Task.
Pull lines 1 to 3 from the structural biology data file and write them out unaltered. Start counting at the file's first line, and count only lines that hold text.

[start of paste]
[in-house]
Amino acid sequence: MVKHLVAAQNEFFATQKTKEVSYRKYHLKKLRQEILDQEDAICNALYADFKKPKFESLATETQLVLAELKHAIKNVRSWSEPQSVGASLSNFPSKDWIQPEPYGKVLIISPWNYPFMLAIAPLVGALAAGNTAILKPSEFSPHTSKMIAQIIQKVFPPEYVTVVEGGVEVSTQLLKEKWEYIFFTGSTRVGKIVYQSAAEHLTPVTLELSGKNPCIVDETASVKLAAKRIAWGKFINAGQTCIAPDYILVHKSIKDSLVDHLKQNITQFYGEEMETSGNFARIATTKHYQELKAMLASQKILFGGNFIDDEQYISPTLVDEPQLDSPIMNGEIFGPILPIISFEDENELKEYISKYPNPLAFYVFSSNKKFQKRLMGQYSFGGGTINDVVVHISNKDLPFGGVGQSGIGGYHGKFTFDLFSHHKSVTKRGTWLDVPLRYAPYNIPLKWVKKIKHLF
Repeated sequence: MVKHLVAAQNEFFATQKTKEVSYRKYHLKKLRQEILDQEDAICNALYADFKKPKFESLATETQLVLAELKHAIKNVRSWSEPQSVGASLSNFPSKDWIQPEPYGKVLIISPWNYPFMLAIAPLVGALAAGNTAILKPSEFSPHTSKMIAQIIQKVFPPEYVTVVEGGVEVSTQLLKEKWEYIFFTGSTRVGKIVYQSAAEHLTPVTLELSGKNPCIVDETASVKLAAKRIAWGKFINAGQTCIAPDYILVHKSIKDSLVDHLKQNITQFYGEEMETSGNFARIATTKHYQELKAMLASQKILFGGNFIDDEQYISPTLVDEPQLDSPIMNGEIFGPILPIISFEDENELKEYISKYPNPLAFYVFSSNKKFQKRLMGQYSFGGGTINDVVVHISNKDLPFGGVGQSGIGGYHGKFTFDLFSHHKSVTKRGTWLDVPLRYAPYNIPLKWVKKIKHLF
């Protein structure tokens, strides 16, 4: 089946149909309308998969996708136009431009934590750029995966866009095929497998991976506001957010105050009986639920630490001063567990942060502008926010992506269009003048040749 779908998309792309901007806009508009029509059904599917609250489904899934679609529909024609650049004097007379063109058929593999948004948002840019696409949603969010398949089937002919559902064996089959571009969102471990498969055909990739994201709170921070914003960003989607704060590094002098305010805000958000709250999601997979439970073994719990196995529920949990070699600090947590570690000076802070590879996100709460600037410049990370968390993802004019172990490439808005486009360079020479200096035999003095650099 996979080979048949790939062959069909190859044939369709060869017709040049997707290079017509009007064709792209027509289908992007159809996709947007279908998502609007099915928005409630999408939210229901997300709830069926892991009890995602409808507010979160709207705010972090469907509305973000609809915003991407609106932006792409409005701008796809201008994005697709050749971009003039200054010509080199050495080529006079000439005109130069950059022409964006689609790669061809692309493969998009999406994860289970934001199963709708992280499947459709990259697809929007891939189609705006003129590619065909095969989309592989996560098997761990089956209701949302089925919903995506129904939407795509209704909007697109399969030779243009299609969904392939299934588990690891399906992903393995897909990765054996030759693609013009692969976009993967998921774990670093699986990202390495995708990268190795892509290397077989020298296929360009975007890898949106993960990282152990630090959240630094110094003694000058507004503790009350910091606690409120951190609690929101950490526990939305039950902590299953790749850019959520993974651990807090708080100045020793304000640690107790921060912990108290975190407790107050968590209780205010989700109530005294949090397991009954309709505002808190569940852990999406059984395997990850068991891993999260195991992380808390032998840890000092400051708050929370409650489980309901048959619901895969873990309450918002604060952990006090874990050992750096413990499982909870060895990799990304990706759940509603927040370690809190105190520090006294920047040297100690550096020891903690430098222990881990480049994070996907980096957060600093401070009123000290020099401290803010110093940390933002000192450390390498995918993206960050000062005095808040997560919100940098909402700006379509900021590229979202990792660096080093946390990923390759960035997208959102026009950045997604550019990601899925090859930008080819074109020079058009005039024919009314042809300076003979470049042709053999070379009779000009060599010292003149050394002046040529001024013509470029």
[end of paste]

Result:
[in-house]
Amino acid sequence: MVKHLVAAQNEFFATQKTKEVSYRKYHLKKLRQEILDQEDAICNALYADFKKPKFESLATETQLVLAELKHAIKNVRSWSEPQSVGASLSNFPSKDWIQPEPYGKVLIISPWNYPFMLAIAPLVGALAAGNTAILKPSEFSPHTSKMIAQIIQKVFPPEYVTVVEGGVEVSTQLLKEKWEYIFFTGSTRVGKIVYQSAAEHLTPVTLELSGKNPCIVDETASVKLAAKRIAWGKFINAGQTCIAPDYILVHKSIKDSLVDHLKQNITQFYGEEMETSGNFARIATTKHYQELKAMLASQKILFGGNFIDDEQYISPTLVDEPQLDSPIMNGEIFGPILPIISFEDENELKEYISKYPNPLAFYVFSSNKKFQKRLMGQYSFGGGTINDVVVHISNKDLPFGGVGQSGIGGYHGKFTFDLFSHHKSVTKRGTWLDVPLRYAPYNIPLKWVKKIKHLF
Repeated sequence: MVKHLVAAQNEFFATQKTKEVSYRKYHLKKLRQEILDQEDAICNALYADFKKPKFESLATETQLVLAELKHAIKNVRSWSEPQSVGASLSNFPSKDWIQPEPYGKVLIISPWNYPFMLAIAPLVGALAAGNTAILKPSEFSPHTSKMIAQIIQKVFPPEYVTVVEGGVEVSTQLLKEKWEYIFFTGSTRVGKIVYQSAAEHLTPVTLELSGKNPCIVDETASVKLAAKRIAWGKFINAGQTCIAPDYILVHKSIKDSLVDHLKQNITQFYGEEMETSGNFARIATTKHYQELKAMLASQKILFGGNFIDDEQYISPTLVDEPQLDSPIMNGEIFGPILPIISFEDENELKEYISKYPNPLAFYVFSSNKKFQKRLMGQYSFGGGTINDVVVHISNKDLPFGGVGQSGIGGYHGKFTFDLFSHHKSVTKRGTWLDVPLRYAPYNIPLKWVKKIKHLF